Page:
Calls for Papers: November 4, 2013

The Association for Asian Performance (AAP) invites submissions for its 20th Annual Adjudicated Panel to be held during the Association for Asian Performance annual conference in Scottsdale, Arizona, July 23-24, 2014, which precedes the Association for Theatre in Higher Education (ATHE) conference. Anyone (current and recent graduate students, scholars, teachers, artists) early in their scholarly career or who has not presented a paper at an AAP conference before is welcome to submit work for consideration. To qualify one need not necessarily be affiliated with an institution of higher learning, although this is expected. Papers (8-10 double-spaced pages) may deal with any aspect of Asian performance or drama. Preparation of the manuscript in Asian Theatre Journal style, which can be gleaned from a recent issue, is desirable.  Up to three winning authors may be selected and invited to present their papers at the upcoming AAP conference. Paper and project presentations should be no longer than twenty minutes. A $100 cash prize will be awarded for each paper selected, to help offset conference fees. AAP Conference registration fees are waived for the winners, who also receive one year free membership to AAP. The Emerging Scholars Panel Adjudication Committee is chaired by Dr. Kathy Foley, Editor of *Asian Theatre Journal*.  Selected papers will be strongly considered for publication in ATJ, which is an official publication of AAP and the Association for Theatre in Higher Education (ATHE). Those interested in submitting work for review should email their paper electronically to: Dr. Emily Wilcox, Assistant Professor of Chinese Studies, Department of Asian Languages and Cultures, University of Michigan, Deadline for Submissions: January 15, 2014. Winners will be notified by April 15, 2014.  A separate cover sheet detailing the author's contact information-address, phone number, and email address (for both academic year and summer holiday) must accompany each submission. The author's name should not appear in the text proper. To find out about the benefits of becoming an AAP member, please check out our website at

The History of Consumer Culture Group (HCC) in Tokyo would like to invite proposals for papers for the conference entitled "Moving Around: People, Things and Practices in Consumer Culture" that explores the dynamic and mobile aspects of consumption in history. Consumption is a dynamic, social and cultural practice. Even before the emergence of the "consumer society", the act of consumption was based on the movement of goods, people and ideas. The appreciation of exotic products, for example, was enabled and informed by the opening up of inter-regional and international trade. Similarly, today's online shoppers are largely dependent on the globalised system of production and supply as well as on transnational communication networks. It is not only goods that move; people and ideas also constitute consumption on the move. Travel is one of the oldest forms of mobility consumption, in which the consumption of material goods is bundled up with a series of other experiences of moving around. Communication involves the transfer of ideas, mediated by human agents or information technology such as writing, printing and various telecommunication devices. Considering such movements only as part of supply networks is inadequate, as it is often the case that changes in demand precede changes in supply: demand, fashion and trend travel far beyond what is considered as the site of consumption. As such, movement and consumption are almost inseparable, and we need to move beyond conceptualising consumption as a somewhat static phenomenon of purchase or exchange. For proposals, there are no restrictions in terms of the time period, geographical area and disciplinary approach. Rather, the HCC Group encourages submission of papers with interdisciplinary and transnational approaches. The programme committee believes that this conference, held in Japan (a historical crossroad of transnational consumption), would be a suitable place to discuss mobile consumption in action. The committee is also keen to include papers by early career researchers and research students. The conference papers will be published as proceedings.  The committee invites proposals for papers of 20-25 minutes in length. For each proposed paper, please send a short abstract of 300-400 words with the author's name, affiliations, and email address, to: (Dr Hiroki Shin, University of Manchester, UK). Proposals should be reached by 31 January 2014, and notification of acceptance\ will be sent by 28 February 2014. Further details of the conference programme and events will appear on the Conference website:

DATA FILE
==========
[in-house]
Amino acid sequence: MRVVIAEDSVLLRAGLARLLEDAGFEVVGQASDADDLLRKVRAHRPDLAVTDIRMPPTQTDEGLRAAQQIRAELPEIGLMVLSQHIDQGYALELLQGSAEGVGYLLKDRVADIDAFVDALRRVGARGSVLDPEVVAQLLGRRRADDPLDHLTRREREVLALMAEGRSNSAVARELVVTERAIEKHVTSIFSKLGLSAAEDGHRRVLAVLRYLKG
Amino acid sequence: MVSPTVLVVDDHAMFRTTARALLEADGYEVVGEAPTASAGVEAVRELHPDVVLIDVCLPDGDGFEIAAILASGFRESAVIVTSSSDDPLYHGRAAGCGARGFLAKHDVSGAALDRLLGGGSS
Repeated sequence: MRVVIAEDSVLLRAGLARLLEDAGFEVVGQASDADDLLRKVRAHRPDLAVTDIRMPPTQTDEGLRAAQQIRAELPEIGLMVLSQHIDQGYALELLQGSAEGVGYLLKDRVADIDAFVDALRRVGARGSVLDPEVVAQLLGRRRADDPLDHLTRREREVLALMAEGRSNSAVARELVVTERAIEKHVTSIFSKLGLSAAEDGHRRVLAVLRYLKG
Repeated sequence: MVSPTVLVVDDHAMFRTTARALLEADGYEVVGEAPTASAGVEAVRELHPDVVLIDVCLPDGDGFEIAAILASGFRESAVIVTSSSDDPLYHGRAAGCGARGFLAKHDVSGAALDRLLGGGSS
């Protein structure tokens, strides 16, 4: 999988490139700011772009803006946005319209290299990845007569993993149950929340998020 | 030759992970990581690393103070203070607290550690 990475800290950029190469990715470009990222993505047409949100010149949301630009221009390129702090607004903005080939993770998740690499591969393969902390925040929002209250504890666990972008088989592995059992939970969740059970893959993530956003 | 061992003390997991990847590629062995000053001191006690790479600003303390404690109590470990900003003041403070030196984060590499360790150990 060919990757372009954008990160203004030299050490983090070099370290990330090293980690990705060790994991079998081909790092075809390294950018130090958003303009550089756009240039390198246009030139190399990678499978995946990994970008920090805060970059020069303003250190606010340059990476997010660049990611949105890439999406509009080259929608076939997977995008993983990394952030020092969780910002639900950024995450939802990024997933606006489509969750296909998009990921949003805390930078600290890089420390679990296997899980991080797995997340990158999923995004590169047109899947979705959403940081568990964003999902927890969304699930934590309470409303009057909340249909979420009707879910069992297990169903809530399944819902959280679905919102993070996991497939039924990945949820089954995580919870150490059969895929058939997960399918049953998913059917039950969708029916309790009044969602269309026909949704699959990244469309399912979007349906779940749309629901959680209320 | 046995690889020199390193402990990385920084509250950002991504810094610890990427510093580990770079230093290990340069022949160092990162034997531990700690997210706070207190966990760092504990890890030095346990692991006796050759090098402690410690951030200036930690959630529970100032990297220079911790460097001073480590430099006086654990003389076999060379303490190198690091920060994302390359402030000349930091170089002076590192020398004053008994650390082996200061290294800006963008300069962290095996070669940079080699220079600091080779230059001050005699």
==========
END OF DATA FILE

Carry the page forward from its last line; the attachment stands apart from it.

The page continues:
The First World War and its Global Legacies: 100 Years On
University of Sunderland, April 5-7, 2014